Of the eleven candidates in the race, two are regional leaders and a study in contrasts: Konstantin Titov and Aman Tuleev, both 55.

Titov, trained as an engineer, is one of Russia’s “young reformers.” Yeltsin named him governor of Samara, a relatively prosperous industrial region on the Volga river, in 1991. He easily won the first election to that office six years later. In the Federation Council, where regional leaders sit as the upper house of Russia’s parliament, Titov belonged to the pro-Yeltsin Russia Is Our Home faction; last year he joined the new Union of Right-Wing Forces. Titov heads the informal “Greater Volga” association of regions and republics, a grouping that sends more money to Moscow than it gets back and produces politicians with national clout-including Tatarstan’s Mintimir Shaimiev, Saratov’s Dmitri Ayatskov, and Nizhny Novgorod’s Boris Nemtsov. These leaders see Moscow as more curse than blessing and strive for local control. Samara and Saratov, for example, allow farmland to be freely bought and sold, despite a federal prohibition.

Tuleev is a Communist Party member who began his political career in the Soviet era. He ran for president in 1991 and finished fourth with 7 percent of the vote, but he led in his home region of Kemerovo, an economically troubled coalmining area in western Siberia. He briefly served in the cabinet under Prime Minister Viktor Chernomyrdin before his election-by a huge majority–as governor of Kemerovo in 1997. Tuleev represents a “weak” region that gets more from Moscow than it gives. He and leaders of other weak regions–which are most of Russia’s eighty-nine sub-federal units–see loyalty to the center as the price of power and the payment for subsidy.

One issue that divides Titov and Tuleev, and leaders of “strong” and “weak” regions generally, is election of governors. Sub-federal chief executives were originally presidential appointees. That changed in the 1993 constitution, and by 1997 all were elected. Boris Yeltsin had some second thoughts about this system, which turned the region-based upper house of parliament from a lap dog to a pit bull and complicated the president’s life. Former Prime Minister Yevgeny Primakov, whom the pit bull bit more than once, wants to go back to an appointive system. So do governors like Tuleev, but governors like Titov like things the way they are.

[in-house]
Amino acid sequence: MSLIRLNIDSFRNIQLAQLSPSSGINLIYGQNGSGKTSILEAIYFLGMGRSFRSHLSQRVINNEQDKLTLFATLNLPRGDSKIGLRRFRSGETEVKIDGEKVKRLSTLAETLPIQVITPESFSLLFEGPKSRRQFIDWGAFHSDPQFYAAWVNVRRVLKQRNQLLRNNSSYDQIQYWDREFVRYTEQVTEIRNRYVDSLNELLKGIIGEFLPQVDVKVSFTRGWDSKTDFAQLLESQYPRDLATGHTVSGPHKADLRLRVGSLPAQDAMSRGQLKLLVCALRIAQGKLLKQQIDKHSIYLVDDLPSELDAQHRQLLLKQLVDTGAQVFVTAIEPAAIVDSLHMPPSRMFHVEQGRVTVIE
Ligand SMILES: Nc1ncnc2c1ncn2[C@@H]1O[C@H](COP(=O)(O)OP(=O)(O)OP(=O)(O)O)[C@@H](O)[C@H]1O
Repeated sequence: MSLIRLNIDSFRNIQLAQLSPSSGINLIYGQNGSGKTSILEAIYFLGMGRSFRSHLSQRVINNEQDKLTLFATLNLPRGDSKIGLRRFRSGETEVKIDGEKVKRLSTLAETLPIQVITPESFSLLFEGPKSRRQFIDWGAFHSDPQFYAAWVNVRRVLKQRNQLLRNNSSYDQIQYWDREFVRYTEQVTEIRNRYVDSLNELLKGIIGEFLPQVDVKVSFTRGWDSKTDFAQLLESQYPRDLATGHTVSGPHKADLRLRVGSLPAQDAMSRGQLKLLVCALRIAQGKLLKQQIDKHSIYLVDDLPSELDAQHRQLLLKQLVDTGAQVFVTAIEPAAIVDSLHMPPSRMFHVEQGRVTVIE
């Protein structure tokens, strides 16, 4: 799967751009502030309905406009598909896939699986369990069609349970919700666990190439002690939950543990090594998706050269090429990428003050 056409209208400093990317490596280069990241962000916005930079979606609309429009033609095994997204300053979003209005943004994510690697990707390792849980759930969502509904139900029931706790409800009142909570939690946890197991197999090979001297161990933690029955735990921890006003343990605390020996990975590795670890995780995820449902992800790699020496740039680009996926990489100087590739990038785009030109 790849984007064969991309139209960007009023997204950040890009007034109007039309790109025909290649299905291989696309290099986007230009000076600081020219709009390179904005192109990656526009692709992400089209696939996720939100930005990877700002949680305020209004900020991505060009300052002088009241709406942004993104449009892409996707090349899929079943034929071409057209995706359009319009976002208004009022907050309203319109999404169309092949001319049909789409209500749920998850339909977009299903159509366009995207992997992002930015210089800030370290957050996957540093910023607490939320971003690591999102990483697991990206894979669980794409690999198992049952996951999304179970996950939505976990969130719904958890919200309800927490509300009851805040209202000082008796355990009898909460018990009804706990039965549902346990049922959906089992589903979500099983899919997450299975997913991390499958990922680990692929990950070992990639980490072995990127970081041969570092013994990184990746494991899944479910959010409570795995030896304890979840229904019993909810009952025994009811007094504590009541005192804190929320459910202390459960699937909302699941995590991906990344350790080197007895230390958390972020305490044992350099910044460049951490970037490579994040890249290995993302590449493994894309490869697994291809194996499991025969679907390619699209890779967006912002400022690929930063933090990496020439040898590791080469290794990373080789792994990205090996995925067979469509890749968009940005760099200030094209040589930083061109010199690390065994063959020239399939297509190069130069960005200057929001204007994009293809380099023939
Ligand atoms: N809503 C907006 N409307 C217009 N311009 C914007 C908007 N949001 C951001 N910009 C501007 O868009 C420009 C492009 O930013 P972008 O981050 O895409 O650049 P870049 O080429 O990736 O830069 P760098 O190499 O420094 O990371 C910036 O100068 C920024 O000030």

Vladimir Putin wants to split the difference. Speaking in Irkutsk, Putin said that given Russia’s history, it was perhaps a mistake to rush into the election of governors. But now it might be a mistake to reverse course. Russia, he said, “was created as a centralized state,” and central power is essential, but appointment of governors is not the only way to achieve it. What other ways there may be he did not say, but he seemed to be proposing a dialogue with the governors to negotiate rights and obligations. In the next two years, the term of office for many of the country’s most influential governors will run out. Many may be willing to cede some of their authority to Moscow in exchange for subsidies, or for the chance to remain in power with or without elections.